A Message from the Dean on the Trans Day of Visibility
Seemingly within minutes of the school shooting in Nashville, the Fox News website ran a headline identifying the shooter as trans. It was a headline, not merely a note in a story. This was a dogwhistle. Trans people have become the scapegoats for every American social ill. They are even being blamed for gun violence. Readers took the bait. Comment after comment blamed trans people for our unsafe schools.
Today is Trans Day of Visibility, a day to acknowledge and honor trans people, but also to raise awareness of anti-trans discrimination. The statistics are staggering. Trans people are four times more likely to endure violent crime as cisgender people. Nearly half have been sexually assaulted, and 40% have attempted suicide. Twice as many trans people as others are homeless, and half have been rejected by their families. The list of sorrows and indignities is long.
The Episcopal Church stands for the rights of trans people, rooted in the promise made at Baptism to “respect the dignity of every human being.” In 2022, for example, the entire Church resolved to “support legislative, educational, pastoral, liturgical, and broader communal efforts that seek to end the pattern of violence against transgender people in general and transgender women in particular.” The Church’s Bishop’s, meeting just last month, urged “all in our Church… to create safe spaces and shield all people from harassment based on gender identity, and to join in advocacy to protect them from discriminatory laws.”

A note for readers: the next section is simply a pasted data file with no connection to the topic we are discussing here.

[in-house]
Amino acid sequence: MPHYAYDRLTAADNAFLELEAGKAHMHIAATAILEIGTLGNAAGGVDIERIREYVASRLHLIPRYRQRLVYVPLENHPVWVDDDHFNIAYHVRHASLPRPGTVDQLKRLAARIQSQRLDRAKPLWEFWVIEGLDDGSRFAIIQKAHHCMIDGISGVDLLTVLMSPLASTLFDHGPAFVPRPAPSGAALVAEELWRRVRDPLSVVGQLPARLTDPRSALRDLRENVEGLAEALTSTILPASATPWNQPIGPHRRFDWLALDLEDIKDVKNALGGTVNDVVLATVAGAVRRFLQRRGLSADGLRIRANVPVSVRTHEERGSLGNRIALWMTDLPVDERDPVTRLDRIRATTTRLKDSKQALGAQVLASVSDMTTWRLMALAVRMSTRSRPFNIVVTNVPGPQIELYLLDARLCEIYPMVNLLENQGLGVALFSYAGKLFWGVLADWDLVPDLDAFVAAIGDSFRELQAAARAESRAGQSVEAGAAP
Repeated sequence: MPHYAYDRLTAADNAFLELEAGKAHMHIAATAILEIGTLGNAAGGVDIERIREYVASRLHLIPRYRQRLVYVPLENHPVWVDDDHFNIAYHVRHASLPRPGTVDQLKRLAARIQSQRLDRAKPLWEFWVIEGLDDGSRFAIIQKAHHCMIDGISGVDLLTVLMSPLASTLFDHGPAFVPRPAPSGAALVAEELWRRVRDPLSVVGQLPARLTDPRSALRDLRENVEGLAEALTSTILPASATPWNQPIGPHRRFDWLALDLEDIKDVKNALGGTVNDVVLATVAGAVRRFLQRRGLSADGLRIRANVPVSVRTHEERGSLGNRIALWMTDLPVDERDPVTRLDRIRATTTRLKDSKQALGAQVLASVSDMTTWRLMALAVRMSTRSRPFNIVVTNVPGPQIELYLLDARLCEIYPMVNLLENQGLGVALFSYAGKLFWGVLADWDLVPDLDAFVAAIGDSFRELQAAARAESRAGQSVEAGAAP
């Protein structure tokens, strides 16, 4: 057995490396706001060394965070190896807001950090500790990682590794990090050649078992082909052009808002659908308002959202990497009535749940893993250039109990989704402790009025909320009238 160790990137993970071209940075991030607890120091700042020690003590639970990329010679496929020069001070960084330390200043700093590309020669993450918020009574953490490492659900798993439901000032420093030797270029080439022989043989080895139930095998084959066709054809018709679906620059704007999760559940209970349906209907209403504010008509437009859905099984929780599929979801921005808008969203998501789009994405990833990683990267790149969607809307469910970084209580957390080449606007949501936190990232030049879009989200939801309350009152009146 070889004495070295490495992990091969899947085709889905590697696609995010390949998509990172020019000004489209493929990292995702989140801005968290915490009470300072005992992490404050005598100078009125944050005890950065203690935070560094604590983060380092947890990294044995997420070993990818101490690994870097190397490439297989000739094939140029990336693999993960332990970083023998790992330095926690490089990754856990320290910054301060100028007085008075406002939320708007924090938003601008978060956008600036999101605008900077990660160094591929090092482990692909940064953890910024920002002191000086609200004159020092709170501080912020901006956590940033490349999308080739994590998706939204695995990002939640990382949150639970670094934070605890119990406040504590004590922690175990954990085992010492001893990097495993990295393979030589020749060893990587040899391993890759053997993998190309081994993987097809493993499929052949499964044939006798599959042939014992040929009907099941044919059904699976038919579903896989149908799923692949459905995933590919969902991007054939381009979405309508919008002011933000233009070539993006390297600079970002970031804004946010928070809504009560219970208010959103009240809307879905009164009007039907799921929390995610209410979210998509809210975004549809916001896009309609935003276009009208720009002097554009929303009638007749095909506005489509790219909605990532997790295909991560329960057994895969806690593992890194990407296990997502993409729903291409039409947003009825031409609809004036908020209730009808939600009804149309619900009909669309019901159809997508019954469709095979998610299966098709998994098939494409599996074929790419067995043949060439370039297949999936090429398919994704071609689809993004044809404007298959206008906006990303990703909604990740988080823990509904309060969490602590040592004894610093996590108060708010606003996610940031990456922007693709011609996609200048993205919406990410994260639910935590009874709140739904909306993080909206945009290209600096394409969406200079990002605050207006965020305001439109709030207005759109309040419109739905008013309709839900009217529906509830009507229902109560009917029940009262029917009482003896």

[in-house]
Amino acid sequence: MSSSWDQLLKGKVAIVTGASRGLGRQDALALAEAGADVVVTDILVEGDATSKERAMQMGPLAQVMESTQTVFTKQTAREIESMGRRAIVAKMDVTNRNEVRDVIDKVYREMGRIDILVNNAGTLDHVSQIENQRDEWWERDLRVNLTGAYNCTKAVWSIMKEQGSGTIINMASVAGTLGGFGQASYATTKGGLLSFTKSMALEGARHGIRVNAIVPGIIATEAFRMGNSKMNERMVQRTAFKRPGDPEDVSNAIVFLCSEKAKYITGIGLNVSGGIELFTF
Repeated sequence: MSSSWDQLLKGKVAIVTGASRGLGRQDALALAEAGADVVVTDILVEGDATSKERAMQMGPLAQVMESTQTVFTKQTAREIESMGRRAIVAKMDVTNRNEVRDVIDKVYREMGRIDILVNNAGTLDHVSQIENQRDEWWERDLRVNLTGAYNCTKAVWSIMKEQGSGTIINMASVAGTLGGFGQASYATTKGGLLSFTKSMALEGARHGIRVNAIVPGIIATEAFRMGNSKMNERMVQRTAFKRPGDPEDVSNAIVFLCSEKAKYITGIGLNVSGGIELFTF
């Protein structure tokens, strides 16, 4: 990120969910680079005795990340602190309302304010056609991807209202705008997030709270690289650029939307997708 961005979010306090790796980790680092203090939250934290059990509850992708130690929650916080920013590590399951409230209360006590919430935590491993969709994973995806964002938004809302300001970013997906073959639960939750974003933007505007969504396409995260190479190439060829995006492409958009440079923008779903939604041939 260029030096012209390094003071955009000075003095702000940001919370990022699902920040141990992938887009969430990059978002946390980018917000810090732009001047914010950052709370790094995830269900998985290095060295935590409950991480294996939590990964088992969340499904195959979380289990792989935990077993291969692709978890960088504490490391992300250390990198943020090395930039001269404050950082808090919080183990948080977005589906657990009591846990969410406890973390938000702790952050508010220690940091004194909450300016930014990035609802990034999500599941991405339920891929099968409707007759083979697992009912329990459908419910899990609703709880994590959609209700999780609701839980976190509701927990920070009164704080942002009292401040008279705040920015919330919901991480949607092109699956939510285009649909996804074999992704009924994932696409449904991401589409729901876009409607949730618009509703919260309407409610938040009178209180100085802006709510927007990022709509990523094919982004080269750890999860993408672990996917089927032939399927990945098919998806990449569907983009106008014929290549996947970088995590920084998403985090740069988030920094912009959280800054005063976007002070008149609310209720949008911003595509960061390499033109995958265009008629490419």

As the Cathedral of the Episcopal Diocese of New York, and as a community that is blessed with trans members, St. John the Divine stands with the trans community on this Day of Visibility. This year, the Day falls just before Holy Week. Jesus himself was a scapegoat. He suffered at the hands of angry people, no different from the people of our own day, who turned their fear and rage against an innocent man. In raising Christ Jesus from death, we believe that God has shown once and for all that the human tendency to scapegoat innocent people is not of God. It is the very antithesis of godliness.
As we stand with our trans siblings today, we vow as a Cathedral to resist the tendency to blame anyone for the difficulties of life and the ills of society. Instead, we pledge to work for good in the name of the God who, in Christ, became one of society’s outcasts.